Grace Eteta

Grace Eteta


At 16, Grace Eteta is a phenomenal student at her high school.  The lapel of her blazer is decorated with various accolades, including the Future Leader 2015, Library Steward, Life Sciences Merit Award and the Western Cape Education Department Peer Educator, to mention a few. She shares her story of how loss and the pressure to succeed pushed her to breaking point, and how letting go of high expectations has led her to be the greatest person she can be. 

Born in the Congo, Grace and her family, including her three siblings (her two brothers aged twelve and five and her eight-year-old sister) moved to Cape Town shortly after her birth. She was raised in a nurturing environment with both parents who have academic backgrounds. Her dad was a Maths and Physics major at university and her mom is a businesswoman who specialises in African art.

Grace described her early life as one that has some of the best memories; as the youngest child she says that she was doted on by her entire family.

“It was the best time because my sister was also like a mother to me, she looked after me and always made me laugh. My mom was away a lot for work, leaving me and my siblings to spend much time together, but the bond my sister and I had was always special. I think it was because we were the only daughters. I remember on the first day of Grade R, my siblings took me to school and they made a great fuss and kept saying: ‘Our baby is going to school.’ They always made me feel really special.”

Sadly, Grace’s family life changed when her sister fell ill.

“I was about six when she started getting sick.  We were at home and she fainted, and after that she was always sick and missing school. I was sheltered by my older brothers and parents so I didn’t know much about what was happening to her.  When she wasn’t at home, I would ask everyone where she was and they just told me that she was sick in hospital but that she was going to come home soon.”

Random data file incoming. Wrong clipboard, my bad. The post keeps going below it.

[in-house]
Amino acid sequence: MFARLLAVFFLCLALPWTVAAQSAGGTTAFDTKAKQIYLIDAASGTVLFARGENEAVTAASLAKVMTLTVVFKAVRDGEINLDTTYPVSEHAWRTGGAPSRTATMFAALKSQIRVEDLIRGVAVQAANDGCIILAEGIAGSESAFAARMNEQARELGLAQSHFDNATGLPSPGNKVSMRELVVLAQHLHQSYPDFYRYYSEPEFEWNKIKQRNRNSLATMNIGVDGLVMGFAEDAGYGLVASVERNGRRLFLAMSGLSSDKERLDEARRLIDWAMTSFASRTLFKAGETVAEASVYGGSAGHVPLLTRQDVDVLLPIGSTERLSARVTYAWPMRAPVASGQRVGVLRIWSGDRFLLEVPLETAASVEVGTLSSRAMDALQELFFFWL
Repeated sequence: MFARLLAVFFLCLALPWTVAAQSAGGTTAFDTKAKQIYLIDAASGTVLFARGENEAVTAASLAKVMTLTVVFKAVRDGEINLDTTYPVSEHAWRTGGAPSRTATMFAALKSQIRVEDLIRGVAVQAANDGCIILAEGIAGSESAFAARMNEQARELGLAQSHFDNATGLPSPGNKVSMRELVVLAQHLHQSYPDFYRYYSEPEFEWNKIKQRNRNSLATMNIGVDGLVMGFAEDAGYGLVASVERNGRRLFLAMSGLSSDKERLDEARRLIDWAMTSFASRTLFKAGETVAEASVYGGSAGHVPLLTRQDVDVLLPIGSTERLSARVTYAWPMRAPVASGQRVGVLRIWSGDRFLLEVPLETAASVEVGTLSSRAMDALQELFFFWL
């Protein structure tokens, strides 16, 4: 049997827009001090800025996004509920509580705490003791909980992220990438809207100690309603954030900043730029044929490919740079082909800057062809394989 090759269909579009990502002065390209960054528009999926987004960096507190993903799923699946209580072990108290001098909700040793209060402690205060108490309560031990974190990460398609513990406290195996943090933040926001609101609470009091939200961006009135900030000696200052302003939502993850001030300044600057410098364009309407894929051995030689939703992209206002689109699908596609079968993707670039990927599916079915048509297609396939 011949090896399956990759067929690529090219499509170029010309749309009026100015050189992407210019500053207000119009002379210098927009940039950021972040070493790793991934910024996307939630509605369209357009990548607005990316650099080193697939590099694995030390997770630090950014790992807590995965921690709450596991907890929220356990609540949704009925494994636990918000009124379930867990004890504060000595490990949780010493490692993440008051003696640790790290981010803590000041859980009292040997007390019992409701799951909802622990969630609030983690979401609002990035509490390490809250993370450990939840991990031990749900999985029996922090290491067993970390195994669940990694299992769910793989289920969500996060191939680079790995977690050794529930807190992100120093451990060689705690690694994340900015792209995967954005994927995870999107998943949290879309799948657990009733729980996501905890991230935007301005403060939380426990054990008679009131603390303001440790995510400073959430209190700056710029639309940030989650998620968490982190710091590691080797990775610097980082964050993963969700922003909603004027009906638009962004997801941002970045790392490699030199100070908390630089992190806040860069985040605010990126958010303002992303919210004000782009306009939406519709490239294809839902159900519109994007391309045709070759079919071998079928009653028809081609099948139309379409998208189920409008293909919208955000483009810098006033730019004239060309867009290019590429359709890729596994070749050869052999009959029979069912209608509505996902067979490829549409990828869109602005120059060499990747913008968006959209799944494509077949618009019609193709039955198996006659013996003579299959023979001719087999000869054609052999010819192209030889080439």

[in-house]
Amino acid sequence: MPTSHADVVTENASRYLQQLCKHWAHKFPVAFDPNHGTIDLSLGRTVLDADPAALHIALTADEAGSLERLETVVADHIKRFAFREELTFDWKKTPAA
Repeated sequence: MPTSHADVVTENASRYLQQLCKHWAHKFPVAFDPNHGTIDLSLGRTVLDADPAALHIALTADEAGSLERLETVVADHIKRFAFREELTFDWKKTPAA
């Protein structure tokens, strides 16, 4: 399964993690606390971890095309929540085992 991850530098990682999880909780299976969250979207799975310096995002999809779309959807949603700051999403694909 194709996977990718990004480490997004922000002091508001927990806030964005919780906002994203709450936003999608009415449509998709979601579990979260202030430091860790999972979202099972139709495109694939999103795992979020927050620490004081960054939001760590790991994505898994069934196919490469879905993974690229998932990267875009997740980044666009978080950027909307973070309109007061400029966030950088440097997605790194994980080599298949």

“For the following four years she was in and out of hospital.  When she came home she didn’t let the sickness get her down; she was sassy, and straight forward.  Our relationship didn’t change either, she kept everything the same and would talk to me about school and how I must always do my best.”

“As a family we were always aware of her not being well, and by that time I also knew that she was suffering from a liver disease.”

Grace says that a visit her sister made to the doctor gave them hope.

“I came home one day and heard that my sister had been to the doctor and he said she was getting better, so we were all very positive.

Unfortunately for Grace and her family, her sister passed away unexpectedly a week later.

“It was a terrible shock. She got sick at home and was taken to hospital and we all thought that she would recover and come home again as usual, but this time she passed away in hospital. They didn’t want to tell me, but when they came home from the hospital my mom was crying. I asked my eldest brother where my sister was and he told me that she was still in hospital. I knew something was wrong because of everybody’s behaviour. They eventually told me and it was a very difficult time.”